How is it Possible to Survive a Lightning Strike?

Lightning travels through the air as slow as 100 miles per second and as fast as 1,000 miles per second.  The temperature of a lightning bolt is an astounding 54,000 degrees Fahrenheit.  That’s hotter than the surface of sun and almost as hot as the sidewalks of Northwest Florida in the middle of October.  Almost.  The question becomes, then, exactly how could someone actually survive being hit by a bolt of lightning?  It defies reason.  And yet there it is; historical accounts of people actually surviving this nightmarish circumstance. 

Even those who do survive a direct hit by a lightning are not spared the full effects.  The victim of a lightning strike is almost always going to be burned, and quite badly.  Some victims lose their memories, some experience paralysis, and some lightning victims suffer other irreparable injuries.  But some, many in fact, do survive.  They go on living.  It is, when you consider the consequences, a genuinely extraordinary thing. 

Lightning itself is really nothing more than a spark of electricity that is created on account of the difference in energy that exists between clouds and the air and the ground.  The energy looks to discover the shortest route down to earth and that route may lead to a building, a tree, or a human being.  Often a lightning strike hits a human in the shoulder rather than the head and it then travels down the side of the body, shooting down a leg before winding up at its original destination site, the ground.  The passage of a bolt of lightning through the human body is going to cause pain, obviously, because anything six times hotter than the surface of the sun is going to create residual pain even it shoots through you at 1,000 miles per second.  In addition to burns, the lightning bolt can also shock you.  But here’s the secret behind why that lightning bolt can rip through your body from shoulder to knees to toes and not leave you as dead as George W. Bush’s legacy as the education President.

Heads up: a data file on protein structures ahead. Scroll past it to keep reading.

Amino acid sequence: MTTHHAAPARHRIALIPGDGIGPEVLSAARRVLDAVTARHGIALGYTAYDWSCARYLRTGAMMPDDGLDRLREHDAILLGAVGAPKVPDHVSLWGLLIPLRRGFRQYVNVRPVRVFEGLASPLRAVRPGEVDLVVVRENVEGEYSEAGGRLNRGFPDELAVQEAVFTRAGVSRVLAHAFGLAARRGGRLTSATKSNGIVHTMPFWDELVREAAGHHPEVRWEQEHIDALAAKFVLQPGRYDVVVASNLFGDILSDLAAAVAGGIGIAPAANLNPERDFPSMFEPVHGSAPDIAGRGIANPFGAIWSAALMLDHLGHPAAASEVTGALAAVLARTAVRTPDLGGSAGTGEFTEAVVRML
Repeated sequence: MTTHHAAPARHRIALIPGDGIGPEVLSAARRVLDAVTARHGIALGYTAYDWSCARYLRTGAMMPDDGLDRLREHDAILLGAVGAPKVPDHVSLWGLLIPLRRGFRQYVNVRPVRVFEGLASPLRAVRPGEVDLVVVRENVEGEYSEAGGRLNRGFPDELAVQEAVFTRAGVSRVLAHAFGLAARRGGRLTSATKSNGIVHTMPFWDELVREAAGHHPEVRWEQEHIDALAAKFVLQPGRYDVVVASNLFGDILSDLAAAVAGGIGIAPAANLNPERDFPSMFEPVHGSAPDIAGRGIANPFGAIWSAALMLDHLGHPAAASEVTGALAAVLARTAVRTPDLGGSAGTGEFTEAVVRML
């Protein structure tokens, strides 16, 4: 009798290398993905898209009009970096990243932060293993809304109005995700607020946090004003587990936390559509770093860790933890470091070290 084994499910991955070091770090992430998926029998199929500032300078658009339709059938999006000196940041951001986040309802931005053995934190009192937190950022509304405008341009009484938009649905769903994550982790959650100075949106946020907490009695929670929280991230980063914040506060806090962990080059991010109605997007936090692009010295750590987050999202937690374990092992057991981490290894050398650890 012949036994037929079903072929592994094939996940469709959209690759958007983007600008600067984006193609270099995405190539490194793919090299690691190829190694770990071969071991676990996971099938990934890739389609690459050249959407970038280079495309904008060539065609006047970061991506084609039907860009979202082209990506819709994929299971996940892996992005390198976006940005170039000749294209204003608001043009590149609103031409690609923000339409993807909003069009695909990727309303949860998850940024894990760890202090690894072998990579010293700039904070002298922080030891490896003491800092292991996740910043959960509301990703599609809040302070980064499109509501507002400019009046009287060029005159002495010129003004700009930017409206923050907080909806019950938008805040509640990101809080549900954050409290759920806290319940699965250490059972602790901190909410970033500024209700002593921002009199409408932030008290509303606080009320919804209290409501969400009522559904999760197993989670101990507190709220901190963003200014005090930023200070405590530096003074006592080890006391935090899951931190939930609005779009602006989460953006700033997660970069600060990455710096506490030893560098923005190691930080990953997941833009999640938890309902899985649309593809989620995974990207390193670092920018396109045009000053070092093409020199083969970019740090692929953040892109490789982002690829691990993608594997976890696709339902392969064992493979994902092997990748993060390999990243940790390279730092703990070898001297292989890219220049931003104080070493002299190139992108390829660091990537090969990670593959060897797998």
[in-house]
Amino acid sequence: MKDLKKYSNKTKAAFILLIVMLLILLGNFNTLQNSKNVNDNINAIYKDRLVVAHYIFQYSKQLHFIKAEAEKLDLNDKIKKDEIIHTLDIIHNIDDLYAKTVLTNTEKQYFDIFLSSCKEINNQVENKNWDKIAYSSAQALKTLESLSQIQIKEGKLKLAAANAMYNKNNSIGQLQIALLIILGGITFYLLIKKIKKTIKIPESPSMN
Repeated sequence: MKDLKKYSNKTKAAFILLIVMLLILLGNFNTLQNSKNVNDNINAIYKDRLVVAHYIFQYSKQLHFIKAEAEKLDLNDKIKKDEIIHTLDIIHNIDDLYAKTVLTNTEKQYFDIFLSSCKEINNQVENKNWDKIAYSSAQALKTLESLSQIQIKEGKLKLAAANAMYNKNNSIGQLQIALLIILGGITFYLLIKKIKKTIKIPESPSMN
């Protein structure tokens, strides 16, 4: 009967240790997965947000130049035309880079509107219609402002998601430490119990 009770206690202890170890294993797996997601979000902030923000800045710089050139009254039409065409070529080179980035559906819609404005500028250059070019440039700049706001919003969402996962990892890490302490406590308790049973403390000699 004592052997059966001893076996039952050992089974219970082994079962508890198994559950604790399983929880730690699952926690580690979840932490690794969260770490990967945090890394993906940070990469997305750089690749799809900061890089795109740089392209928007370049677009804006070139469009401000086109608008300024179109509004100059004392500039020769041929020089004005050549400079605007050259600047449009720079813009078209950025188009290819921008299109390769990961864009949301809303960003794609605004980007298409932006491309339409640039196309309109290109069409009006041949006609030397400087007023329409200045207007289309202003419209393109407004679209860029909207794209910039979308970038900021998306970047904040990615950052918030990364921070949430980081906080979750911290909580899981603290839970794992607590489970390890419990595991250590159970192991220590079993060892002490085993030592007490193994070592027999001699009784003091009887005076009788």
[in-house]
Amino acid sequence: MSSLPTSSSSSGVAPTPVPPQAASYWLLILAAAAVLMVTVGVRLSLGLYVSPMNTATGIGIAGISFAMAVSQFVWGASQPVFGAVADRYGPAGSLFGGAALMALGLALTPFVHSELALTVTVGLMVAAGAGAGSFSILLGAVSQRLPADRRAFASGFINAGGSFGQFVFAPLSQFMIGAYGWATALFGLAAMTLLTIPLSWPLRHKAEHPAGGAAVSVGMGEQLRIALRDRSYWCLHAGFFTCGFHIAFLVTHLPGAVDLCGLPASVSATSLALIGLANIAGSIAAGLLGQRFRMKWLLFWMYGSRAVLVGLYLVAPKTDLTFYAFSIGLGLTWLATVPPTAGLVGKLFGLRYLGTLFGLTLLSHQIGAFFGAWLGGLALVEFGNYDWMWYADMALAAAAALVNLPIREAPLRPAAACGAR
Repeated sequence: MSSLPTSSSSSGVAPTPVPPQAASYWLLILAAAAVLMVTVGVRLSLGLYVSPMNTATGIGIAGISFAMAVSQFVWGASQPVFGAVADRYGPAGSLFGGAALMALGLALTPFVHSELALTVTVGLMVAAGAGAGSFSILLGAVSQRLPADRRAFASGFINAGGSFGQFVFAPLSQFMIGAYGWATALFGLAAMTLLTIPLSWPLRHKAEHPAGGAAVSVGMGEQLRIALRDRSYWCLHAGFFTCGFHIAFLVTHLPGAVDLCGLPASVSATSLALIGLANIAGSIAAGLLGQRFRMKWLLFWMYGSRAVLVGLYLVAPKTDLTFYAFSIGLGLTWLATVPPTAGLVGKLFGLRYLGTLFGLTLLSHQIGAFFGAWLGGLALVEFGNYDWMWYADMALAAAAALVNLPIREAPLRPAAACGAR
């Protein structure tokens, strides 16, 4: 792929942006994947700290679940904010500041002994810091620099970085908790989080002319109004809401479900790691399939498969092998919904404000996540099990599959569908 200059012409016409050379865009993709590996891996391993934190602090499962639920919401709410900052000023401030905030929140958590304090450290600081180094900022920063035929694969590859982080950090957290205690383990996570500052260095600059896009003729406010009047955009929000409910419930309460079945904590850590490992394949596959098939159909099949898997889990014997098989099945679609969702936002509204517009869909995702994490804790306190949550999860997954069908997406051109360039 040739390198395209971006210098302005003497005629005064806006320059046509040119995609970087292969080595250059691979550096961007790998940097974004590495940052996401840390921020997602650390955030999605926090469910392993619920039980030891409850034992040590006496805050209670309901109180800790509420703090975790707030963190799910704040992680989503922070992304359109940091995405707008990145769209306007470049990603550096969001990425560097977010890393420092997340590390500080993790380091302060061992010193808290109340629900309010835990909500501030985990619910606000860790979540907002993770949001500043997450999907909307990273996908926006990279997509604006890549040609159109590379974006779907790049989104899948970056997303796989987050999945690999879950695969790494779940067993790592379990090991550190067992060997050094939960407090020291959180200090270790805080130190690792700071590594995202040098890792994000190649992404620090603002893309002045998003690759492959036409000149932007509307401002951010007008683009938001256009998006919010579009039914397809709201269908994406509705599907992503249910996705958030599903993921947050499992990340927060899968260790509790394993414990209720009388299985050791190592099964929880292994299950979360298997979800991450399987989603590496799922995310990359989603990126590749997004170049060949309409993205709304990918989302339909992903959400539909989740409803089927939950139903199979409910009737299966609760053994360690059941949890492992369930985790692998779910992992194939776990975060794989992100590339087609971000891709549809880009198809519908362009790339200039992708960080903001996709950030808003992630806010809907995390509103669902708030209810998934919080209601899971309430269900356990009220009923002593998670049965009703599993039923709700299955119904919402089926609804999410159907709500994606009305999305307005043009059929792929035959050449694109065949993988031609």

The overwhelmingly large bulk of energy produced by lightning discharged into the ground and not the body.  Therefore, unless the lightning bolt passes directly through the heart or the spinal column, the chances are actually pretty good that an otherwise healthy person will not die from being hit by a lightning strike.  Should the energy of the lightning pass through the heart, however, the chances increase exponentially that it can stop beating, get irreparably damaged, or even stop.  The result of that would be instant death and that does sometimes occur during a lightning strike.